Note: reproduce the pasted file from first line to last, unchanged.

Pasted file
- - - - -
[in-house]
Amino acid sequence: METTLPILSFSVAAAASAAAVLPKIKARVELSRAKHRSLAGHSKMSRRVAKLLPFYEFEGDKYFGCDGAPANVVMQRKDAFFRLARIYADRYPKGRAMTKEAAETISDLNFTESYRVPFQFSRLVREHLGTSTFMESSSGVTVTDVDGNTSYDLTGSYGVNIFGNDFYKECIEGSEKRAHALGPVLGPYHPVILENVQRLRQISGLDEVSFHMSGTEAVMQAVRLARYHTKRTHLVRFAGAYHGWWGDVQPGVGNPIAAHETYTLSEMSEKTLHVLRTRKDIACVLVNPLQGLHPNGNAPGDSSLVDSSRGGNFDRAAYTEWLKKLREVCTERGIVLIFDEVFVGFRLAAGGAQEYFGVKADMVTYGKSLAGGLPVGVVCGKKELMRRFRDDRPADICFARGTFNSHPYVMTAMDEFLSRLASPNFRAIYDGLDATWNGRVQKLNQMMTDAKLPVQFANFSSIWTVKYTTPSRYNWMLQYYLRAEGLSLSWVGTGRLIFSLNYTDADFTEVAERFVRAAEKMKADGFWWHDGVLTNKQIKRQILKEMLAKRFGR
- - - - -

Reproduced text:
[in-house]
Amino acid sequence: METTLPILSFSVAAAASAAAVLPKIKARVELSRAKHRSLAGHSKMSRRVAKLLPFYEFEGDKYFGCDGAPANVVMQRKDAFFRLARIYADRYPKGRAMTKEAAETISDLNFTESYRVPFQFSRLVREHLGTSTFMESSSGVTVTDVDGNTSYDLTGSYGVNIFGNDFYKECIEGSEKRAHALGPVLGPYHPVILENVQRLRQISGLDEVSFHMSGTEAVMQAVRLARYHTKRTHLVRFAGAYHGWWGDVQPGVGNPIAAHETYTLSEMSEKTLHVLRTRKDIACVLVNPLQGLHPNGNAPGDSSLVDSSRGGNFDRAAYTEWLKKLREVCTERGIVLIFDEVFVGFRLAAGGAQEYFGVKADMVTYGKSLAGGLPVGVVCGKKELMRRFRDDRPADICFARGTFNSHPYVMTAMDEFLSRLASPNFRAIYDGLDATWNGRVQKLNQMMTDAKLPVQFANFSSIWTVKYTTPSRYNWMLQYYLRAEGLSLSWVGTGRLIFSLNYTDADFTEVAERFVRAAEKMKADGFWWHDGVLTNKQIKRQILKEMLAKRFGR